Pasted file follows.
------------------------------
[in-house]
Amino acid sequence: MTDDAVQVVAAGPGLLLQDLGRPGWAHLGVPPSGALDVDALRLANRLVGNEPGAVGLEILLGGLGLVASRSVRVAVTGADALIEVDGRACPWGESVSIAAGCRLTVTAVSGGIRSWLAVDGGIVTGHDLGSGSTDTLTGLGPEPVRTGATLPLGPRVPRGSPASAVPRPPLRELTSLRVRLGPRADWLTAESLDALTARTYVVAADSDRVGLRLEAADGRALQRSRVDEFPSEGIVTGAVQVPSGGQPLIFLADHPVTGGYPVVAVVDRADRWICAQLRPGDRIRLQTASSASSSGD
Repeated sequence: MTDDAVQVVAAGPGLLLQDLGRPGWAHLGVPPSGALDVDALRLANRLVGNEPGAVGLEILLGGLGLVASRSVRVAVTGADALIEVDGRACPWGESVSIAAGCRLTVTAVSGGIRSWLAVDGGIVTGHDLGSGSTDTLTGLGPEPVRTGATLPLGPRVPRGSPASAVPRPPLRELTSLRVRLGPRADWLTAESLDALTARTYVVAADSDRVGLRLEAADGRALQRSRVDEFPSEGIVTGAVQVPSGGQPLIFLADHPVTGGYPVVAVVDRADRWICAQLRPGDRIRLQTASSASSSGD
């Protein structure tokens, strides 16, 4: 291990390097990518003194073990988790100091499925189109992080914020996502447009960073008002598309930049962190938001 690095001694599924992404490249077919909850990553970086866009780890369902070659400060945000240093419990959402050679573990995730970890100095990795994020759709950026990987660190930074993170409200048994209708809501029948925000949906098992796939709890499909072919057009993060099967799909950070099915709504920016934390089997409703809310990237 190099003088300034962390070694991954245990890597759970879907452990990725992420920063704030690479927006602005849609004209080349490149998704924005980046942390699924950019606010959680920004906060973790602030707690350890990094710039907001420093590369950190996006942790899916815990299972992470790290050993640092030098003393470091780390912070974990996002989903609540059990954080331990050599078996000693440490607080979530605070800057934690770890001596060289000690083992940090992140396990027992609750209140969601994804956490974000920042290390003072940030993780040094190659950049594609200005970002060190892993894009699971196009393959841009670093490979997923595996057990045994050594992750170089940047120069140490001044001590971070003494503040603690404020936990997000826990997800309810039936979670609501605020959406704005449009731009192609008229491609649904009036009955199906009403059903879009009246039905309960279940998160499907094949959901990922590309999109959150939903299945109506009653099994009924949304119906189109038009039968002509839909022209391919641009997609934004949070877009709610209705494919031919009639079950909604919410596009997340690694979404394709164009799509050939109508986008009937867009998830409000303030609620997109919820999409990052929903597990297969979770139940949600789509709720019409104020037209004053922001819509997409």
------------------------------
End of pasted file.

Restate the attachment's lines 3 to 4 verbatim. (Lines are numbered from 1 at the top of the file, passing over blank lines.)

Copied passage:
Repeated sequence: MTDDAVQVVAAGPGLLLQDLGRPGWAHLGVPPSGALDVDALRLANRLVGNEPGAVGLEILLGGLGLVASRSVRVAVTGADALIEVDGRACPWGESVSIAAGCRLTVTAVSGGIRSWLAVDGGIVTGHDLGSGSTDTLTGLGPEPVRTGATLPLGPRVPRGSPASAVPRPPLRELTSLRVRLGPRADWLTAESLDALTARTYVVAADSDRVGLRLEAADGRALQRSRVDEFPSEGIVTGAVQVPSGGQPLIFLADHPVTGGYPVVAVVDRADRWICAQLRPGDRIRLQTASSASSSGD
């Protein structure tokens, strides 16, 4: 291990390097990518003194073990988790100091499925189109992080914020996502447009960073008002598309930049962190938001 690095001694599924992404490249077919909850990553970086866009780890369902070659400060945000240093419990959402050679573990995730970890100095990795994020759709950026990987660190930074993170409200048994209708809501029948925000949906098992796939709890499909072919057009993060099967799909950070099915709504920016934390089997409703809310990237 190099003088300034962390070694991954245990890597759970879907452990990725992420920063704030690479927006602005849609004209080349490149998704924005980046942390699924950019606010959680920004906060973790602030707690350890990094710039907001420093590369950190996006942790899916815990299972992470790290050993640092030098003393470091780390912070974990996002989903609540059990954080331990050599078996000693440490607080979530605070800057934690770890001596060289000690083992940090992140396990027992609750209140969601994804956490974000920042290390003072940030993780040094190659950049594609200005970002060190892993894009699971196009393959841009670093490979997923595996057990045994050594992750170089940047120069140490001044001590971070003494503040603690404020936990997000826990997800309810039936979670609501605020959406704005449009731009192609008229491609649904009036009955199906009403059903879009009246039905309960279940998160499907094949959901990922590309999109959150939903299945109506009653099994009924949304119906189109038009039968002509839909022209391919641009997609934004949070877009709610209705494919031919009639079950909604919410596009997340690694979404394709164009799509050939109508986008009937867009998830409000303030609620997109919820999409990052929903597990297969979770139940949600789509709720019409104020037209004053922001819509997409």